When our member received a letter from the BPB early this month advising that findings had been made and that he, and the Council, had an opportunity to respond, it was signed off by the Manager Complaints Investigation - a job title with no uncertainty, it’s complaints investigation and that’s it.

The accredited certifier and the Council had no idea how this unexceptional domestic construction site had come to the Board’s attention.  There had been no complaint made to the Council and while lots of advice flowed back from the BPB about those sections of the Act that allow them to conduct investigations, there was no answer to the question.  What was there to hide?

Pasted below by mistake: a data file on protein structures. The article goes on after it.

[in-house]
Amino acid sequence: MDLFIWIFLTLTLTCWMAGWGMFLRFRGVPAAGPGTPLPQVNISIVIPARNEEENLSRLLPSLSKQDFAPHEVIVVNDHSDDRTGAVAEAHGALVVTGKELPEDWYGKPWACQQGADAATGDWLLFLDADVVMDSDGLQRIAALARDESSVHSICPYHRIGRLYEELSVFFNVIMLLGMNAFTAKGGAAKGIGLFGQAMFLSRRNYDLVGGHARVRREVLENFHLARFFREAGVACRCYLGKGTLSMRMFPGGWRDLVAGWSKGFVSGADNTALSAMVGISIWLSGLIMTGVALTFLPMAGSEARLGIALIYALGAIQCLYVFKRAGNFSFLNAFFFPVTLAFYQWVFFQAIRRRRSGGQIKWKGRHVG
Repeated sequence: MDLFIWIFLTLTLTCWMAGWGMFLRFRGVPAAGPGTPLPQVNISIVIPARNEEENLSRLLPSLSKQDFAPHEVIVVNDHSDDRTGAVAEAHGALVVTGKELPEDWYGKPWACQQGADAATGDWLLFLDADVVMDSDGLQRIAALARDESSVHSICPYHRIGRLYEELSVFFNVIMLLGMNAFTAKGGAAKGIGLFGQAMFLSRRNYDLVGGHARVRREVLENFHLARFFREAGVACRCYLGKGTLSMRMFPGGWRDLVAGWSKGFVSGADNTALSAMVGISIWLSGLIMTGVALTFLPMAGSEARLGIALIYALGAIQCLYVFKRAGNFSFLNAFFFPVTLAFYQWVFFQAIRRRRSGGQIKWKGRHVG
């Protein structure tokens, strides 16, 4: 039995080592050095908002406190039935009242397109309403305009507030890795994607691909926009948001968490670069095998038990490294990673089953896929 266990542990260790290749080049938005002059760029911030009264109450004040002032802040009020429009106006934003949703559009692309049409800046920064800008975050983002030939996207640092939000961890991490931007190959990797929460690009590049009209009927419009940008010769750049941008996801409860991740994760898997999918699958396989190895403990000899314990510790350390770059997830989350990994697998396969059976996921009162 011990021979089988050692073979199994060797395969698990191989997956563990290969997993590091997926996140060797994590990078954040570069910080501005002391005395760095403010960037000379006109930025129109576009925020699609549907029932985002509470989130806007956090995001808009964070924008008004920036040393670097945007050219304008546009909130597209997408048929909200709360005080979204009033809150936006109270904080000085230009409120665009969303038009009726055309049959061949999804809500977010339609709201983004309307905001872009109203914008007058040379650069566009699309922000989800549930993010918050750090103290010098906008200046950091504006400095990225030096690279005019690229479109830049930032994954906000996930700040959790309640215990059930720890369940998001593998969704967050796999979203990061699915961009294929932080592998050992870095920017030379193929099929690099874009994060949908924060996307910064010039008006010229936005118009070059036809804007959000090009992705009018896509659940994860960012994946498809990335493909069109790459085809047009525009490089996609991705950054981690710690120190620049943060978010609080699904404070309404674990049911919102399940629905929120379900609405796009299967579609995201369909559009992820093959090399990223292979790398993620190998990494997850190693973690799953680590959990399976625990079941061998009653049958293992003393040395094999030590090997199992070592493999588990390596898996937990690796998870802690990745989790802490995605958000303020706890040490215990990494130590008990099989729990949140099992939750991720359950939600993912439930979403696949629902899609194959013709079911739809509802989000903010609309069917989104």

And similarly for us, when we started to chase the BPB, understanding that if this can happen to one of our members, it could happen to all of them, they tried to fob us off as well.

When we claimed it was logical that if the Manager Complaints Investigation was managing the investigation then there had to be have been a complaint, we then received a response from the same person but miraculously, they were signed off as Manager Investigations.  Hard not to smell a rat.

But worse was to come, with email advice from the Manager Investigations to the accredited certifier that the Board was relying upon “intelligence or concerns that had come to the Board’s attention.”  That’s a real WTF moment if ever there was one. Not I.N.T.E.L.L.I.G.E.N.C.E, mind you, because who doesn’t love a supercomputer invented by Matt and Trey, but because that word could mean anything.  “Intelligence” from someone who sits next to you at work but doesn’t like you, a grumpy neighbour who thinks you play music too loud, or resents your success in the local garden competition, a councillor who thinks you’re too vigilant, an ex in a messy relationship separation, who knows?